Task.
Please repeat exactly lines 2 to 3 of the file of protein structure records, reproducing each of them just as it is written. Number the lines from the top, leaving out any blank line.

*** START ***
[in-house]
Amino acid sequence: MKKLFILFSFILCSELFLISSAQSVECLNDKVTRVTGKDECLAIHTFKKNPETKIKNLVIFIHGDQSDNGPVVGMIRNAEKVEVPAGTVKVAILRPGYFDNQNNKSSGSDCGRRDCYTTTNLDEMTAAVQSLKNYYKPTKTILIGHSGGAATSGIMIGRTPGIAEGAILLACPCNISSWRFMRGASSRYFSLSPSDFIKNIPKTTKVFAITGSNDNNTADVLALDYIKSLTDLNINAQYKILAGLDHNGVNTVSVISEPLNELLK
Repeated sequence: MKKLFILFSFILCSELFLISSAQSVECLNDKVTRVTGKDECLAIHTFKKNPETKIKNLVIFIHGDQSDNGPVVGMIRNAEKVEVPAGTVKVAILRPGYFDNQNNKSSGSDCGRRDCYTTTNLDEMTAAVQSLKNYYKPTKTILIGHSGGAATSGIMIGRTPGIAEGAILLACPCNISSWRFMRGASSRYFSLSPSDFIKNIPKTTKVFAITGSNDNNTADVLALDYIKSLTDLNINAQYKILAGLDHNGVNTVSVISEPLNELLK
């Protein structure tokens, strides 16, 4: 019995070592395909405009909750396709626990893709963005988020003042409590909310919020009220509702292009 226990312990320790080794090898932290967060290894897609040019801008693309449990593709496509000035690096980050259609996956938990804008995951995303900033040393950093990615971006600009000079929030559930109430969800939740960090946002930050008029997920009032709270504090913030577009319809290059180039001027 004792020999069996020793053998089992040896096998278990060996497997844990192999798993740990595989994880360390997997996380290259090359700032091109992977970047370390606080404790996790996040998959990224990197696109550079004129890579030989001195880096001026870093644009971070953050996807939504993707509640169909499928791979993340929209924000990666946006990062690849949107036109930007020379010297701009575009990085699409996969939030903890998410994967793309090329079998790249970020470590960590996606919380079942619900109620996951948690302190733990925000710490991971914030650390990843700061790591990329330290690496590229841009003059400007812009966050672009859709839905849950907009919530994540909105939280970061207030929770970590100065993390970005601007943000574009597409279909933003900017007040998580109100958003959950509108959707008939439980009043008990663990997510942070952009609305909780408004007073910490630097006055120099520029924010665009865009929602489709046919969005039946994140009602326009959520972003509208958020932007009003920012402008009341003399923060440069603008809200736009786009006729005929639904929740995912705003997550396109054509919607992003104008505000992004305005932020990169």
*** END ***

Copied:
Amino acid sequence: MKKLFILFSFILCSELFLISSAQSVECLNDKVTRVTGKDECLAIHTFKKNPETKIKNLVIFIHGDQSDNGPVVGMIRNAEKVEVPAGTVKVAILRPGYFDNQNNKSSGSDCGRRDCYTTTNLDEMTAAVQSLKNYYKPTKTILIGHSGGAATSGIMIGRTPGIAEGAILLACPCNISSWRFMRGASSRYFSLSPSDFIKNIPKTTKVFAITGSNDNNTADVLALDYIKSLTDLNINAQYKILAGLDHNGVNTVSVISEPLNELLK
Repeated sequence: MKKLFILFSFILCSELFLISSAQSVECLNDKVTRVTGKDECLAIHTFKKNPETKIKNLVIFIHGDQSDNGPVVGMIRNAEKVEVPAGTVKVAILRPGYFDNQNNKSSGSDCGRRDCYTTTNLDEMTAAVQSLKNYYKPTKTILIGHSGGAATSGIMIGRTPGIAEGAILLACPCNISSWRFMRGASSRYFSLSPSDFIKNIPKTTKVFAITGSNDNNTADVLALDYIKSLTDLNINAQYKILAGLDHNGVNTVSVISEPLNELLK